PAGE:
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The Problem With Kmart’s Relabeling Plus Size as ‘Fabulously Sized’

Today Kmart announced a new merchandising strategy that it believed would put its straight- and plus-size offerings on an even playing field, according to a report from WWD. The first part involves extending the sizing of each and every one of its in-house brands (yes!) and discontinuing the use of the term plus-size to describe products (double yes!); however, it’s the second part I’m not so supportive of.

See, while Kmart is eliminating the descriptor plus from its apparel branding, it’s not erasing size categorization; instead, its larger items (which go up to 4x) will be tagged “fabulously sized.” Though I’m in awe and appreciative of the retailer’s effort to make all its clothing come in full-size runs, I think it’s important we take a further look at this relabeling. “When we reached out to our members on social media, they told us we needed to have a better assortment and that we should we call it something different,” Kelly Cook, Kmart’s chief marketing officer, told WWD. She continued, to my surprise: “They absolutely love this whole mantra of ‘Fabulously Sized.'”

And I get it: No one really wants to shop “plus-size” clothes, and they definitely don’t want to be personally called plus-size. Some of the most prominent public figures of this community haven’t been quiet about their desire to distance themselves from the term all together. “I prefer curvy honestly—plus-size feels outdated and no one thinks of it in a positive way,” model Marquita Pring told Cosmopolitan. “It’s always got this sort of stigma attached to it. I’d like to do away with that.” Earlier this summer Ashley Graham told New York that she doesn’t understand why the divide exists in the first place: “It’s like, ‘Plus what?’ That’s something I’ve always been told: ‘You’re not good enough because you’re plus-size.'” She acknowledged that some people use and feel empowered by the term, which is great—her issue with it is that we feel the need to make that distinction in the first place.

When planning this monumental shift in its marketing (and seemingly speaking to consumers about it), did no one at Kmart think it would be more revolutionary to omit a label entirely? If they read the same Internet I do, I really don’t know how they missed that. In my conversations with friends and colleagues who shop this category, the consensus always seem to be that no labeling is the preferred way to go—because, if women who wear sizes 0 and 6 don’t have one, why should we? So my question to Kmart is: Why take away “plus-size” only to replace it with something equally demeaning? Fabulous is a nice word and all, but let me tell you: My size 16/18 ass (the average size of the American woman’s ass) does not need to be dragged so far out of unconfidence that it needs a patronizing term to describe the clothes its supposed to fit in.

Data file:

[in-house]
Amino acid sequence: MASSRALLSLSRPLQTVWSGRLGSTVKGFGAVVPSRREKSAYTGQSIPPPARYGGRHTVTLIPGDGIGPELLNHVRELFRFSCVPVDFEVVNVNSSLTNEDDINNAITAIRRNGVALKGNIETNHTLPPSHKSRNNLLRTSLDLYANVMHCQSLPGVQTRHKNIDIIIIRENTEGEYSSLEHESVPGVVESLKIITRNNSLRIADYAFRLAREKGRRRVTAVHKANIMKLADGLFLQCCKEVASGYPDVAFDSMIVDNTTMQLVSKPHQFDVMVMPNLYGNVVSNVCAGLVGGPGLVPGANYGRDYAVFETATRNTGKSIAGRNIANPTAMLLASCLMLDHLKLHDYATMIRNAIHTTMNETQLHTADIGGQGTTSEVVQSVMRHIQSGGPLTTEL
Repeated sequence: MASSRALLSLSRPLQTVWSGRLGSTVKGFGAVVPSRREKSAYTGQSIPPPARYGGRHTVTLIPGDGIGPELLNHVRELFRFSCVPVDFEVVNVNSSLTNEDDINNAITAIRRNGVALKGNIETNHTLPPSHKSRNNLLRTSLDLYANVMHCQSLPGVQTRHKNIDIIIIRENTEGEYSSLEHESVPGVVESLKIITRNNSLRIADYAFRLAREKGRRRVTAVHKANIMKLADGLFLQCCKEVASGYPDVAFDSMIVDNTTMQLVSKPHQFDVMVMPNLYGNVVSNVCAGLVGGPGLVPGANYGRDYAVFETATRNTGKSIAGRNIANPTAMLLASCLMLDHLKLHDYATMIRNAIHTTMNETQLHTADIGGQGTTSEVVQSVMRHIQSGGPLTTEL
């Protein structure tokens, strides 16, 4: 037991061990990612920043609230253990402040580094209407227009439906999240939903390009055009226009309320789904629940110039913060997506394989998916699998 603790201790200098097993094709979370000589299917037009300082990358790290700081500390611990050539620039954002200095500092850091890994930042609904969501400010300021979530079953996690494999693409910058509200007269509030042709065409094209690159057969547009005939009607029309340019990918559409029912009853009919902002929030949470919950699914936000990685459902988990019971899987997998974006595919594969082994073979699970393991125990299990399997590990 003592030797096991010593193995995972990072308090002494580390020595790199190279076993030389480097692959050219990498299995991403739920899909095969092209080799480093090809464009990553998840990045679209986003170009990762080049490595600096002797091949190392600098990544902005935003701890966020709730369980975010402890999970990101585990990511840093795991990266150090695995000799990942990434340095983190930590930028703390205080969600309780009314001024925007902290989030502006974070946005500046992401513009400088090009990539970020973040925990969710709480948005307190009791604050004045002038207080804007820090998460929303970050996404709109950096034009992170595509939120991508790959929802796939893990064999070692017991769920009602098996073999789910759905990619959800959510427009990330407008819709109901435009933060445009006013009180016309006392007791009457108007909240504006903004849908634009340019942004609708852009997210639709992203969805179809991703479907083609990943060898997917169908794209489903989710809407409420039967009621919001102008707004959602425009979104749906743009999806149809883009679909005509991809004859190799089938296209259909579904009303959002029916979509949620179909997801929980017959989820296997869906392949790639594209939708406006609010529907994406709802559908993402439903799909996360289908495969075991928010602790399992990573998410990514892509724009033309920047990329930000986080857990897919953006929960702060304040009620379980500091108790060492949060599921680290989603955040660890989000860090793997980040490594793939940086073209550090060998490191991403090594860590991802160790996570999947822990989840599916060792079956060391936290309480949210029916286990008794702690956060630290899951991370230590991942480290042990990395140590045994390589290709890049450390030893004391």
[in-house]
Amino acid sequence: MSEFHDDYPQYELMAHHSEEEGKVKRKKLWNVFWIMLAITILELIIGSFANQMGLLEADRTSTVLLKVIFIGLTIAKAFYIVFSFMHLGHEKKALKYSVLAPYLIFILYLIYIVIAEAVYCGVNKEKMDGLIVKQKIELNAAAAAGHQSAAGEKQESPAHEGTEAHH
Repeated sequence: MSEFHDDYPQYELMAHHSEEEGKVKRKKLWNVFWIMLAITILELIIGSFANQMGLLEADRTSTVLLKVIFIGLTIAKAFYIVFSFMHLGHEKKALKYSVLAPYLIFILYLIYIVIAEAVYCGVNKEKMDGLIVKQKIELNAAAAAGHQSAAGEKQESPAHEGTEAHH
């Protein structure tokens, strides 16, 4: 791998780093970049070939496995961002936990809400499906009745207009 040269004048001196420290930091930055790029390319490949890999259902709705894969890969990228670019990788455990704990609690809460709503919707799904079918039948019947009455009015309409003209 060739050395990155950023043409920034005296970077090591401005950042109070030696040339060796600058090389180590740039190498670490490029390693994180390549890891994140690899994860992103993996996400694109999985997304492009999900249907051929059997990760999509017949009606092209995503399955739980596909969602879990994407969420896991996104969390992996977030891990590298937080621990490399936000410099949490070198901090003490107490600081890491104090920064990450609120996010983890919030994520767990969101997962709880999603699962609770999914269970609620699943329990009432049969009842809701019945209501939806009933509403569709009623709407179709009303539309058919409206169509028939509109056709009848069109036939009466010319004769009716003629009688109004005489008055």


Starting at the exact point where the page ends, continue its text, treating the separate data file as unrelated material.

Cook, citing the NPD Group, also told WWD that the number of teens buying extended-sizing clothing in the U.S. has doubled since 2010, and that the proportion of teens buying extended-sizing clothing is currently 34 percent (compared with 16 percent in 2010). Which means one thing to me: Fashion and its treatment of extended sizes is directly affecting how young women feel about themselves. (More clothes equals good. Backhanded-language equals bad.) We—media, brands, platforms—need to be especially careful about how we talk to them about their bodies because it can leave lasting affects. As someone who grew up experiencing tiny aggressions thanks to my aforementioned ass (taxi drivers telling me I’m pretty for a big girl, doctors assuming I’m trying to lose “all this weight,” Instagram commenters telling me to get on a treadmill), a department store sign telling me how to feel about my body is the last thing I need to “deal with.”

But, Kmart, don’t get it twisted. All of my claps (save one!) are directed at you making all 482 stores in your chain stock all clothing lines in all sizes. Thank you for helping to create the fashion world I want so badly to exist. And maybe next, you’ll scrap labels all together. Rome wasn’t built in a day!

Related Stories:

Yes! AYR Is Launching Plus-Size Denim in Up to Size 22

Christian Siriano’s Inclusive Spring 2018 Runway Featured Size, Gender Diversity

Lauren Conrad’s Kohl’s Line Is Expanding Into Plus Sizes

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東京 University Of Tokyo. Creative Writer & Thinker. Music fanatic. I love my dog. Born & bred in Japan but frequent Los Angeles. Beauty & Fashion is my genre

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